The possibility of some regional powers offering asylum to Bashir is also there. This is what happened in the case of Tunisian ruler president Ben Ali who left for Saudi Arabia after the revolution in Tunisia. One also needs to see how the army will deal with the civilian demands to punish those involved in the massacre of June 3. In the past they directly blamed Mohammad Hmadan Dagalo, who since has not only been inducted into the SC but enjoys the protection of its chairman and is regarded as the most powerful man in the country.
The decision of Abdel Fattah Al-Burhan to keep the defense and home departments with the army has already sent a message that no further political protest will be allowed in the name of national security. The home and defense departments have always been the bulwark for the army to rein in dissent. The security sector has been excluded from civilian oversight and according to 2017-18 reports, 55% of the budget is earmarked for salaries including for armed forces and organized forces.7 The transfer of SC’s presidency to a civilian after twenty-one months, as stipulated in the agreement, may not be as easy as many believe because sharing or abdicating power is not usually the part of the military’s rule book.
On the economic and foreign policy fronts, the new government is also likely to face major challenges. The economic situation had earlier triggered the protests. The deep-rooted economic corruption and a nexus between political elites and business tycoons had forced the people of Sudan to come out in protest on the streets. In his first hearing of his trial, Omar himself accepted as having received US $90 million from the Saudi Prince Mohammad Bin Suleiman,8 which suggests the level of economic embezzlement that the previous regime was involved in. The trial against the former president is underway and in a recent hearing he was denied bail by a court in Khartoum. Today Sudan is among the world’s poorest nations, ranking 167 out of 189 on the Human Development Index of the UN Development Program (UNDP). 9 There is no magic rule for the new government to bring the tottering economy on track. People have high expectations from the new government and any delay in the improvement of their economic lot might further create an environment of anxiety and disappointment.
In the sphere of foreign policy, a number of stakeholders are trying to consolidate their strategic position in the country. On the one hand, there is the Saudi Arabia-UAE-Egypt trio, which not only extended supports to the TMC but also pledged US $ 3 billion in aid to it.10 Egypt being a neighboring country and an old stakeholder in the politics of Sudan would try to dictate the trajectory of the ne w post-revolutionary politics in Sudan. There are reports that the current regime, due to immense pressure from Egypt, is planning to scrap a oil exploration deal signed with Turkey during the 2018 visit of President Erdogan to Sudan when al-Bashir was still in power 11 Turkey, which in recent years has supported the Islamists across the region, is supporting such forces in Sudan as well while Saudi Arabia, Egypt and UAE are extending support to the army and do not want any sort of ascendency for the Islamist elements which are trying to carve out a space for themselves amid the political flux. To preclude influence of Qatar in Sudan, the TMC shut down the Al-Jazeera bureau in Sudan12 and there are reports that the head of the newly-formed SC refused to welcome a Qatari delegation led by its foreign minister to participate in the agreement signing ceremony13. Amidst such divisive strategic templates, it will be not an easy task to pursue a neutral foreign policy despite the claims of the new prime minister to adopt a moderate foreign policy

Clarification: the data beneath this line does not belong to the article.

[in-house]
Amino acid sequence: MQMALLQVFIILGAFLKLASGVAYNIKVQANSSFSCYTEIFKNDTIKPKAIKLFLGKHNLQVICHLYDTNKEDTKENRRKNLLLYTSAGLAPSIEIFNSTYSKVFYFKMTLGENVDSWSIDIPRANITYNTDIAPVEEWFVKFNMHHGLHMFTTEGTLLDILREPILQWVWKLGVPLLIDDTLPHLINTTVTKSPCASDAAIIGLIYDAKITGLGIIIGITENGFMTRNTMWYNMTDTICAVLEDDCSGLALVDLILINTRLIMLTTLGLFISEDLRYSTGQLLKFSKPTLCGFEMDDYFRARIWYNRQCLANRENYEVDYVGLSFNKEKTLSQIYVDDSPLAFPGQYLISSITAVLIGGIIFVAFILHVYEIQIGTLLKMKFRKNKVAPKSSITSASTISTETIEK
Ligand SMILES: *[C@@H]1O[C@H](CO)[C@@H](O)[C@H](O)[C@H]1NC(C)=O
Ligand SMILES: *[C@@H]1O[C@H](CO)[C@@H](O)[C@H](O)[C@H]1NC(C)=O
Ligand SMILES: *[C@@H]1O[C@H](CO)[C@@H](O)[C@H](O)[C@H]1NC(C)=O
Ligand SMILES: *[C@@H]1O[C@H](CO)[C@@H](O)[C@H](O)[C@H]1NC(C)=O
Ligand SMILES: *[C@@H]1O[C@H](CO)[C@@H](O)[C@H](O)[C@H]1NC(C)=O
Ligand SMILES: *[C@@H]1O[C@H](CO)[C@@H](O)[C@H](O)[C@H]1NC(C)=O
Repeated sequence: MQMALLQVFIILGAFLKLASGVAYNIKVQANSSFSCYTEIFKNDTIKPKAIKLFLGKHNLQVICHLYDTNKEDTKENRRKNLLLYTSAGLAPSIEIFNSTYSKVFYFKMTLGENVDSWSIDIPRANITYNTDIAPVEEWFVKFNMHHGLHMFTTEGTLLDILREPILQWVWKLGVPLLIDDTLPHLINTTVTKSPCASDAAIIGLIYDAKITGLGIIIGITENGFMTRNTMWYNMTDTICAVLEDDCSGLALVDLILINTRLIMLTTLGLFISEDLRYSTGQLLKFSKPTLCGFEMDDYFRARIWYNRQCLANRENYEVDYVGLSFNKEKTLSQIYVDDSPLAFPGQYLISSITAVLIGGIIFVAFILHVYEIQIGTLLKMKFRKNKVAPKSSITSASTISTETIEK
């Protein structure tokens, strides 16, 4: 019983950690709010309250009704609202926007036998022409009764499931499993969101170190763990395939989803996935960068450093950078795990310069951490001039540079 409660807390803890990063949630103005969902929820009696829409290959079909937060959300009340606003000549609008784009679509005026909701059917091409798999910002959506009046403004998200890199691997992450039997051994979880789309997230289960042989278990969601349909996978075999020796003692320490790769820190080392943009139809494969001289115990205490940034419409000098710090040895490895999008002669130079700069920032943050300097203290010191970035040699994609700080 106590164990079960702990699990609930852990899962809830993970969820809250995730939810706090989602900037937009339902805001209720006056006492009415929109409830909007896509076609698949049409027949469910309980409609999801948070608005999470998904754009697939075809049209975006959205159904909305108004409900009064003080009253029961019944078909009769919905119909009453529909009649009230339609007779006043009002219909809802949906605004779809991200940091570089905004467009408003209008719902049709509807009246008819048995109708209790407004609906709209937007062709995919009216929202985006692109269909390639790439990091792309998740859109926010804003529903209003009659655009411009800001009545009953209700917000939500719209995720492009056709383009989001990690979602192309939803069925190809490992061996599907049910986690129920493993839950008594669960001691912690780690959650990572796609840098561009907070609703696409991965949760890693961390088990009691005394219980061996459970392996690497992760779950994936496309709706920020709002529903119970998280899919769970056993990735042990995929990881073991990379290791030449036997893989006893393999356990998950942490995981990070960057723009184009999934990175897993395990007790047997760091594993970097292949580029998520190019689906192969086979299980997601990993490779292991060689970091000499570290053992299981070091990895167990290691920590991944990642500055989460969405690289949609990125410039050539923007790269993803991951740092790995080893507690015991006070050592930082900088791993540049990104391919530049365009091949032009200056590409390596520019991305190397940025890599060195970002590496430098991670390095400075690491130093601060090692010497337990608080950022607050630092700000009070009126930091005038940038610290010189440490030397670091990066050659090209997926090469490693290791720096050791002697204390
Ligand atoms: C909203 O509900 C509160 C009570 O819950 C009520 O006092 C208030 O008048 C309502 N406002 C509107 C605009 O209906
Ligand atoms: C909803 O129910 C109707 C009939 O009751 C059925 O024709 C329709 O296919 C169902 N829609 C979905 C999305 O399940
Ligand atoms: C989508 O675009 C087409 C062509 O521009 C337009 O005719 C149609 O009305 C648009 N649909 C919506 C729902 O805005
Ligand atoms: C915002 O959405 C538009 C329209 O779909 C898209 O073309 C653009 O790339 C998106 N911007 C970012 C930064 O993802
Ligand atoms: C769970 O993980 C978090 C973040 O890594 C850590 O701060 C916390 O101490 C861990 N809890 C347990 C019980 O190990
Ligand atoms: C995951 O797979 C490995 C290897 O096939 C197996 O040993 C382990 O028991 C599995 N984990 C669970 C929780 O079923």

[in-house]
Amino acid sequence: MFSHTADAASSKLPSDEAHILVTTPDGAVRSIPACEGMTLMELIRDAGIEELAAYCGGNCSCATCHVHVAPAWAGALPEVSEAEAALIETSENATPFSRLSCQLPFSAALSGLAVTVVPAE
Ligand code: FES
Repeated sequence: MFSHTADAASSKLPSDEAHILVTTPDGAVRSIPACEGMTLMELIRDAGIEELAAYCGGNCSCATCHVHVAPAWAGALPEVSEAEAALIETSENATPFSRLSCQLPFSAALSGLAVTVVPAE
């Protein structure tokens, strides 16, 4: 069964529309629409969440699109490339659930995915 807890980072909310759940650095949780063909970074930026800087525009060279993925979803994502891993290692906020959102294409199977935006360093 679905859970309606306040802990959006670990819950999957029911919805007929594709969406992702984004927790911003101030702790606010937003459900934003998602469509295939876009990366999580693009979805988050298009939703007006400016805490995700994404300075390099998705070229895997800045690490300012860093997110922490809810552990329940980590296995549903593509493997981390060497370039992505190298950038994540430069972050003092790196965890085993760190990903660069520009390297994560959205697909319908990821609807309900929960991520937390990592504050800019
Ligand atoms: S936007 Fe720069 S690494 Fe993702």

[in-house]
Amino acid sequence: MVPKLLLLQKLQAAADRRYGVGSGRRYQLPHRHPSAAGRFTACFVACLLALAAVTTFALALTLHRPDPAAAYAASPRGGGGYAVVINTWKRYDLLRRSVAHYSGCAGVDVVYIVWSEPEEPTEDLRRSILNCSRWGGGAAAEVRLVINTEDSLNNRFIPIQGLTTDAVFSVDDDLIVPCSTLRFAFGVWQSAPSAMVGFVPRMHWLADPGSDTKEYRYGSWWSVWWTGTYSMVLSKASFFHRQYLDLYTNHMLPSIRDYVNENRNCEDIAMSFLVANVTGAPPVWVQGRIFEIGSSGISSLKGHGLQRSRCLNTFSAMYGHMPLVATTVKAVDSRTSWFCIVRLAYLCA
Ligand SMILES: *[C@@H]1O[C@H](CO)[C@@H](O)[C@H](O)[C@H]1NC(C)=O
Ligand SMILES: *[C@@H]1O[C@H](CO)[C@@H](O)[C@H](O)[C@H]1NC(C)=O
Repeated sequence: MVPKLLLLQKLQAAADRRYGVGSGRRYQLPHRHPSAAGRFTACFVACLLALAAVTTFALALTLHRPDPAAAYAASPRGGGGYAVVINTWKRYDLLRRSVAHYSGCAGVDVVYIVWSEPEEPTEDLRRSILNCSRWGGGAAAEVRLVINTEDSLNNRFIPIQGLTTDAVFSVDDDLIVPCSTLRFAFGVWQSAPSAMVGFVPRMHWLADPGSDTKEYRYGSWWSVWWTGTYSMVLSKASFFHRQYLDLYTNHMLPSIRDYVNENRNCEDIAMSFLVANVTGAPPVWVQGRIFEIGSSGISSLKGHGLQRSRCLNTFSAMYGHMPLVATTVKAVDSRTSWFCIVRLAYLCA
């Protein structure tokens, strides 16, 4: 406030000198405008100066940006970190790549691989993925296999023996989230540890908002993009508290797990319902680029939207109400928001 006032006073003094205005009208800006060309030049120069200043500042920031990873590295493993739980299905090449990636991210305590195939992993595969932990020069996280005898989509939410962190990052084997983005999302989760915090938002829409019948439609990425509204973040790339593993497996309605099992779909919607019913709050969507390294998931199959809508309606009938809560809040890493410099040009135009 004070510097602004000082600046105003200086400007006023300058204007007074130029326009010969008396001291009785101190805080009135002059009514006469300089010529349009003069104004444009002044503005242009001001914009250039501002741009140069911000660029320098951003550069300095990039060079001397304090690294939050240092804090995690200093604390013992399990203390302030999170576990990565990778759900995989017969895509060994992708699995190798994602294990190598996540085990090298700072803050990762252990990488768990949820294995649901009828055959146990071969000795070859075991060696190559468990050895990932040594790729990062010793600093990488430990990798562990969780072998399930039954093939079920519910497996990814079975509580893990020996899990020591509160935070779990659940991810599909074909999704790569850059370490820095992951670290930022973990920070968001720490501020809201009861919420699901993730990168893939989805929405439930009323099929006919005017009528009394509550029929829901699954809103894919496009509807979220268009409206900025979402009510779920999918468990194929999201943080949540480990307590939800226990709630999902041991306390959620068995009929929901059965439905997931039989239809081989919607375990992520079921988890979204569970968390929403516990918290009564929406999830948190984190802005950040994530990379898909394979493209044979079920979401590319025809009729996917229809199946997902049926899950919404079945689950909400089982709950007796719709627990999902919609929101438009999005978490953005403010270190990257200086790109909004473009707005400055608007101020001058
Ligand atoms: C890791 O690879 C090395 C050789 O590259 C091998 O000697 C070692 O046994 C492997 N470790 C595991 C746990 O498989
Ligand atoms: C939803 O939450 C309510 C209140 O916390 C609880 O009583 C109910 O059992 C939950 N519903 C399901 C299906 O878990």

Sudan has however set an example in the volatile region by reaching a peace agreement with a powerful army, which still seems to enjoy more power than the civilian parties. But the eight months of popular protest was of significance in this outcome being reached. What is also noteworthy the current transformation in Sudan is the absence of the Islamist forces, but their emergence in the near future cannot be ruled out. Finally, it can be summed up that the Sudanese story has been somewhere between that of Algeria and Egypt. In Egypt the army is at the helm of the affairs where popular protest failed to dislodge it; in Algeria there is a transition phase, and the army has almost been subdued.
* The Author, Research Fellow, Indian Council of World Affairs.
Disclaimer: The views expressed are that of the Researcher and not of the Council.
1 After the overthrow of Omar Al-Bashir on April 11 2019, a seven-member Transitional Military Council was form and it was led by Lt-Gen Abdel Fattah Al-Burhan.
2 Under an agreement between the TMC and FFC on May 15, an executive council legislative body and an honorary sovereign council was created.
3 Middle East Monitor, An English Daily Portal https://www.middleeastmonitor.com/20190607-ethiopian-pm-to-visit-sudan-as-mediator/, Accessed on June 17, 2019
7 National Budget Brief : Fiscal Year 2-17/18, UNICEF south Sudan , 2017 https://www.unicef.org/esaro/UNICEF_South_Sudan_--_2017_--_National_Budget_Brief.pdf Accessed on April 23,2019
11 Mustafa Gurbuz, How Saudi Arabia Turkey outmaneuvered Turkey in Sudan, Ahwal, https://ahvalnews.com/geopolitics/how-saudi-arabia-outmanoeuvred-turkey-sudan Accessed June 27, 2019